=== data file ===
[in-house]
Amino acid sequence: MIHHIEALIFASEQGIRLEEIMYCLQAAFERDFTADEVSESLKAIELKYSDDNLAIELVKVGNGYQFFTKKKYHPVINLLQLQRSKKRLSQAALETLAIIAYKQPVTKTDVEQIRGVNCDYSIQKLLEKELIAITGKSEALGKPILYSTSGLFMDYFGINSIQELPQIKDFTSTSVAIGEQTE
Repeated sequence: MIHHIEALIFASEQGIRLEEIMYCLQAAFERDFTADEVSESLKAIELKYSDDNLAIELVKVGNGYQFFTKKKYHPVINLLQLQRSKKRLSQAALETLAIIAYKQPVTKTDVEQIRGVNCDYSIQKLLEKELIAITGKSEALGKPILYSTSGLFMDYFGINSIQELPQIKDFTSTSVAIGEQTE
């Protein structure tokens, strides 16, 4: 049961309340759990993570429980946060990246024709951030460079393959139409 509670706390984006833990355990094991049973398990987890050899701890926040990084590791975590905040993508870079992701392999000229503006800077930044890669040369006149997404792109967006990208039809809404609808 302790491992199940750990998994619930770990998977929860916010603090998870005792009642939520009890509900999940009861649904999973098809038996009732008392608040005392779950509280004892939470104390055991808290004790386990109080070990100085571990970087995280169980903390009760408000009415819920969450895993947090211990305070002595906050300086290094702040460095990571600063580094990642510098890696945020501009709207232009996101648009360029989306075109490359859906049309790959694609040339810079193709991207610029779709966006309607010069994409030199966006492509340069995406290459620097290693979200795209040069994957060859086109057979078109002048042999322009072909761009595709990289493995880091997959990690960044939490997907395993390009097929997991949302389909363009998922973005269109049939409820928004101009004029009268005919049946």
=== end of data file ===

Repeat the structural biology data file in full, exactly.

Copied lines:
[in-house]
Amino acid sequence: MIHHIEALIFASEQGIRLEEIMYCLQAAFERDFTADEVSESLKAIELKYSDDNLAIELVKVGNGYQFFTKKKYHPVINLLQLQRSKKRLSQAALETLAIIAYKQPVTKTDVEQIRGVNCDYSIQKLLEKELIAITGKSEALGKPILYSTSGLFMDYFGINSIQELPQIKDFTSTSVAIGEQTE
Repeated sequence: MIHHIEALIFASEQGIRLEEIMYCLQAAFERDFTADEVSESLKAIELKYSDDNLAIELVKVGNGYQFFTKKKYHPVINLLQLQRSKKRLSQAALETLAIIAYKQPVTKTDVEQIRGVNCDYSIQKLLEKELIAITGKSEALGKPILYSTSGLFMDYFGINSIQELPQIKDFTSTSVAIGEQTE
């Protein structure tokens, strides 16, 4: 049961309340759990993570429980946060990246024709951030460079393959139409 509670706390984006833990355990094991049973398990987890050899701890926040990084590791975590905040993508870079992701392999000229503006800077930044890669040369006149997404792109967006990208039809809404609808 302790491992199940750990998994619930770990998977929860916010603090998870005792009642939520009890509900999940009861649904999973098809038996009732008392608040005392779950509280004892939470104390055991808290004790386990109080070990100085571990970087995280169980903390009760408000009415819920969450895993947090211990305070002595906050300086290094702040460095990571600063580094990642510098890696945020501009709207232009996101648009360029989306075109490359859906049309790959694609040339810079193709991207610029779709966006309607010069994409030199966006492509340069995406290459620097290693979200795209040069994957060859086109057979078109002048042999322009072909761009595709990289493995880091997959990690960044939490997907395993390009097929997991949302389909363009998922973005269109049939409820928004101009004029009268005919049946």